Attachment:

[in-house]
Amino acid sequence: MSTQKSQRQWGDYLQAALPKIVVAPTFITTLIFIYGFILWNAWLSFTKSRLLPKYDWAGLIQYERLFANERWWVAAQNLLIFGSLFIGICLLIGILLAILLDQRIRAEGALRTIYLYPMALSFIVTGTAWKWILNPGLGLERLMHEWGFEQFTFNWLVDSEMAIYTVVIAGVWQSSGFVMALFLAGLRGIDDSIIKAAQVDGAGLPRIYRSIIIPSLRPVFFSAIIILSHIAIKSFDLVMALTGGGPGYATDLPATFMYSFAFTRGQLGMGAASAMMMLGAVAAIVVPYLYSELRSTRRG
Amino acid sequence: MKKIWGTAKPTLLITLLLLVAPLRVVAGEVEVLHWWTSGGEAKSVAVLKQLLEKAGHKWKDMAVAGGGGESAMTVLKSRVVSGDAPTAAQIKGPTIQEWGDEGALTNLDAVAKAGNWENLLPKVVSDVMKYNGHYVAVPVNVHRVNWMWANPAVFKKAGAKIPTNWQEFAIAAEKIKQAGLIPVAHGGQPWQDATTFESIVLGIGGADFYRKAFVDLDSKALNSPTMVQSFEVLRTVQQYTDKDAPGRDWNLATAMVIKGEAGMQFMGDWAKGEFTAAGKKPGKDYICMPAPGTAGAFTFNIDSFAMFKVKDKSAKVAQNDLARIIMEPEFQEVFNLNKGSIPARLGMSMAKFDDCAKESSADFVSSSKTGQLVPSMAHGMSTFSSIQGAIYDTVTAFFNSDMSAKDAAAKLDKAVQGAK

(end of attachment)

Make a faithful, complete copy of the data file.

[in-house]
Amino acid sequence: MSTQKSQRQWGDYLQAALPKIVVAPTFITTLIFIYGFILWNAWLSFTKSRLLPKYDWAGLIQYERLFANERWWVAAQNLLIFGSLFIGICLLIGILLAILLDQRIRAEGALRTIYLYPMALSFIVTGTAWKWILNPGLGLERLMHEWGFEQFTFNWLVDSEMAIYTVVIAGVWQSSGFVMALFLAGLRGIDDSIIKAAQVDGAGLPRIYRSIIIPSLRPVFFSAIIILSHIAIKSFDLVMALTGGGPGYATDLPATFMYSFAFTRGQLGMGAASAMMMLGAVAAIVVPYLYSELRSTRRG
Amino acid sequence: MKKIWGTAKPTLLITLLLLVAPLRVVAGEVEVLHWWTSGGEAKSVAVLKQLLEKAGHKWKDMAVAGGGGESAMTVLKSRVVSGDAPTAAQIKGPTIQEWGDEGALTNLDAVAKAGNWENLLPKVVSDVMKYNGHYVAVPVNVHRVNWMWANPAVFKKAGAKIPTNWQEFAIAAEKIKQAGLIPVAHGGQPWQDATTFESIVLGIGGADFYRKAFVDLDSKALNSPTMVQSFEVLRTVQQYTDKDAPGRDWNLATAMVIKGEAGMQFMGDWAKGEFTAAGKKPGKDYICMPAPGTAGAFTFNIDSFAMFKVKDKSAKVAQNDLARIIMEPEFQEVFNLNKGSIPARLGMSMAKFDDCAKESSADFVSSSKTGQLVPSMAHGMSTFSSIQGAIYDTVTAFFNSDMSAKDAAAKLDKAVQGAK